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Vaughters gets another email from John Kerry

Updated: July 04, 2011, 16:23

Cadel Evans of Australia, wearing the best climber's dotted jersey, arrives to take the start of the third stage of the Tour de France cycling race over 198 kilometers (123 miles) starting in Olonne sur Mer, Vendee region, and finishing in Redon, Brittany, western France, Monday July 4, 2011. (AP Photo/Laurent Cipriani)

REDON, France (AP) Jonathan Vaughters received another email from his good friend Sen. John Kerry, who was congratulating the manager of the Garmin-Cervelo team for a stage win at the Tour de France.

"Kerry's a massive cycling fan,'' Vaughters told The Associated Press on Monday. "He's got a (Garmin-Cervelo) jersey and shorts, he always rides in it.''

Vaughters showed the AP an email he had received from the Massachusetts senator after Sunday's victory in the team time trial, adding that he got "another congratulatory note'' on Monday after American sprinter Tyler Farrar had won the third stage.

Vaughters said he received the following note from Kerry on Sunday after stage 2:

"Congratulations on a terrific showing today. It was really fun to watch you guys set pace, focused and disciplined and to listen to your exhortations. Hope to get over, maybe towards the end (of the Tour). All the best, John Kerry.''


EVANS FEARS THIN ROADS: Cadel Evans is worried that the roads at the Tour de France are getting a bit too thin and dangerous.

The two-time Tour runner-up was in third place overall after Monday's third stage, but he was concerned about the lacy bends near the end of the route from Olonne-sur-Mer to Redon.

"It was a nervous, dangerous stage with a fair bit of wind in the final,'' Evans said. "It seems they use more and more narrow roads in the Tour. It's great for excitement but puts the risk rating up a bit high.''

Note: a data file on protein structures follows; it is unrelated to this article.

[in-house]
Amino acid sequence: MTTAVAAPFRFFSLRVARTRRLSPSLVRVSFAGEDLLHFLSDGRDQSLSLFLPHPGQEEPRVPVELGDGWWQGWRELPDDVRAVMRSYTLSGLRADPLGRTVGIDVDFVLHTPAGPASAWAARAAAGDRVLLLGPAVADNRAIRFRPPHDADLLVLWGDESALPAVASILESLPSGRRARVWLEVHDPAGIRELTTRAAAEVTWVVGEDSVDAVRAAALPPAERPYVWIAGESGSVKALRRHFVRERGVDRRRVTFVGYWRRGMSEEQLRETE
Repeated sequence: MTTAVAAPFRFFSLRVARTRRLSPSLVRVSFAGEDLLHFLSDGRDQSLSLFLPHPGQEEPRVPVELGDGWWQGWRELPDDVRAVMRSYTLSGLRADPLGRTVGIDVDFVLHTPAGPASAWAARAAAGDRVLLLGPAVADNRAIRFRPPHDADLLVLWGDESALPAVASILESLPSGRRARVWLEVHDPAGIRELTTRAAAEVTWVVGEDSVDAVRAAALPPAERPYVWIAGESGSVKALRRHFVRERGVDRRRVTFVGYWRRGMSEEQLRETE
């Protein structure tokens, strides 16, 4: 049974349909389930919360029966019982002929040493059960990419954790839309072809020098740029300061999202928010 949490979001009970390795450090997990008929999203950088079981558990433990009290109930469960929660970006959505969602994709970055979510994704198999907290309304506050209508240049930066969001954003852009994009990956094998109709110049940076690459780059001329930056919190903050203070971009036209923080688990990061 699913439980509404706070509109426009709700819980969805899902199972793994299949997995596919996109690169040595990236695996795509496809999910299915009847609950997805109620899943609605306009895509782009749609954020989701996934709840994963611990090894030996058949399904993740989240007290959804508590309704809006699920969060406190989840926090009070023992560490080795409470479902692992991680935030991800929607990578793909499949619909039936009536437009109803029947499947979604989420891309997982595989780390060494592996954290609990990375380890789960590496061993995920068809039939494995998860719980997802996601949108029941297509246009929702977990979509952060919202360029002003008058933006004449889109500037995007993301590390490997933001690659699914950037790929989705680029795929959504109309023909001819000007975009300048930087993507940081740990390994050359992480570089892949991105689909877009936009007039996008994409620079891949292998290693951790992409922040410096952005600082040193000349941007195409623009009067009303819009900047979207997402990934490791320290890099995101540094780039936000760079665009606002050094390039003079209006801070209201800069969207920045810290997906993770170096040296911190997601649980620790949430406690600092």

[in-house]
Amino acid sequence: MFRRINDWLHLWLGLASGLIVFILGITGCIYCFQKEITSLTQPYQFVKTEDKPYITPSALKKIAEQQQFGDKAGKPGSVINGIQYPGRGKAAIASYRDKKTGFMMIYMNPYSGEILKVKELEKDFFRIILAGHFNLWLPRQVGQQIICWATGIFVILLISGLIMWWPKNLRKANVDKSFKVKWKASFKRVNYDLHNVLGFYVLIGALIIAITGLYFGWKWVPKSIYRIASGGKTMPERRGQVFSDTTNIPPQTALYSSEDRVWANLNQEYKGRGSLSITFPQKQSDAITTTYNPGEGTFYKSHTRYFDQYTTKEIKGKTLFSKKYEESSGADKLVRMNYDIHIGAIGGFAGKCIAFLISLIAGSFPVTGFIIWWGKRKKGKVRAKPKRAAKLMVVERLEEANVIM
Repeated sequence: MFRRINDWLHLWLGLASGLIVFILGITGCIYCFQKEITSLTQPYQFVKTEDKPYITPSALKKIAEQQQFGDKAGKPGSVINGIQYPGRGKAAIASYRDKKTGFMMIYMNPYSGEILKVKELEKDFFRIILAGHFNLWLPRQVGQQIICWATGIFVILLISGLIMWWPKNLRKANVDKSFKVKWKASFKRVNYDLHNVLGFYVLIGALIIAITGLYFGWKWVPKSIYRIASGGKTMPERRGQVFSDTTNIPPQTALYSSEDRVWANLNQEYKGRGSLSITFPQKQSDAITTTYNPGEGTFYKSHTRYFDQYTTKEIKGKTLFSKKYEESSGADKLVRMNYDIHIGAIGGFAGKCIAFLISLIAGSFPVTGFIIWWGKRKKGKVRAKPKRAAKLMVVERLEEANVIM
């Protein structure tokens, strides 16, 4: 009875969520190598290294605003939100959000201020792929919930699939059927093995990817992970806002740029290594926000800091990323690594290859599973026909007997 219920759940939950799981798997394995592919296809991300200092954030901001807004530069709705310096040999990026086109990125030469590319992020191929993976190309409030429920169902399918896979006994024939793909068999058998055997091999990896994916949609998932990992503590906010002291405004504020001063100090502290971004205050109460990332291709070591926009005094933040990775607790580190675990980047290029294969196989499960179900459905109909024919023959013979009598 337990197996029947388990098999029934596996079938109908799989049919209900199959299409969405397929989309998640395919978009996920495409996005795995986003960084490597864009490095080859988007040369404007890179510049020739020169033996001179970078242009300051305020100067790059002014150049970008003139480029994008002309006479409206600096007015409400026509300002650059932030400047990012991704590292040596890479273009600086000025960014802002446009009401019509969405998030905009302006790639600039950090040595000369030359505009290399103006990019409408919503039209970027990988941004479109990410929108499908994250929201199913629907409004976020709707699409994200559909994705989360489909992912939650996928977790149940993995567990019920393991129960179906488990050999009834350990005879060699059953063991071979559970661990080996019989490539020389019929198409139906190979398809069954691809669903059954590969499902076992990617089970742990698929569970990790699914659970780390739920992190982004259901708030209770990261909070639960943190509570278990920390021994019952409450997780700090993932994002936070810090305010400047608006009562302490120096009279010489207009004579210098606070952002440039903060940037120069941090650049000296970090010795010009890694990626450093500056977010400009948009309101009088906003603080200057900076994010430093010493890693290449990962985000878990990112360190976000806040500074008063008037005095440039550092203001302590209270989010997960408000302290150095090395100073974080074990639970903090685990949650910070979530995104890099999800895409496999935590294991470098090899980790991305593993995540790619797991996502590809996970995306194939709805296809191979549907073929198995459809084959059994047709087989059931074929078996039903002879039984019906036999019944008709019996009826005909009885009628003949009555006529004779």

The Australian, who was the Tour runner-up in 2007 and '08, thanked veteran teammate George Hincapie for keeping him safe on the roads.

"Fortunately, George and Marcus (Burghardt) kept me in front most of the time.''

The 34-year-old Evans will get a chance to test his climbing legs in Tuesday's fourth stage, which he should relish as it features a final climb with an average gradient of 6.9 percent and some sections at 15 percent.


AMERICAN RIDERS: Ten American riders celebrated Independence Day on the roads of the Tour de France. It is the most American riders in the race in 25 years.

Veterans like BMC's George Hincapie and RadioShack's Chris Horner were among the U.S. riders taking stock of the bumper crop from America this year - and looking to some promising young compatriot competitors.

"Ten Americans at the Tour de France just shows you how much the sport has grown in the U.S.,'' said Hincapie, riding in his 16th Tour. "You know people are really starting to realize what a grueling sport this is, and starting to respect it.''

Tyler Farrar, among the world's best sprinters, became the first American rider to win a Tour stage on July 4 when he won Monday's third stage.

In 1986, 10 American cyclists competed on two teams. This year, there are four U.S. teams: RadioShack, BMC, Garmin-Cervelo and HTC-Highroad.


GOING GREEN: Mark Cavendish was disqualified from an intermediate sprint during Monday's third stage of the Tour, dealing a blow to his hopes of winning the green jersey as the best sprinter in the race.

The HTC-Highroad cyclist from the Isle of Man crossed the intermediate sprint line in sixth place during a stage tailor-made for sprinters, but race officials ruled he shouldn't have used his head to push Thor Hushovd, who had deviated from his line.

Hushovd, who currently leads the race, was also disqualified from the sprint.

"Just discovered Thor & I have been disqualified from the intermediate sprint today. Seriously no idea why?'' Cavendish said on Twitter.

The powerfully built Norwegian then offered to take the punishment himself, according to Cavendish.

"What a true gentleman,'' Cavendish said.

Cavendish then missed the final sprint, finishing fifth behind stage winner Tyler Farrar of the United States in the 198-kilometer ride from Olonne-sur-Mer to Redon.

Cavendish is ninth in the race for the green jersey, 38 points behind leader Jose Joaquin Rojas of Spain.

"Some people will write me off as they always do, some people will write my team off as they always do. But it would take a very uneducated person to do that right now,'' Cavendish said of his green jersey hopes.


Associated Press writers Jamey Keaten and Samuel Petrequin contributed to this report.

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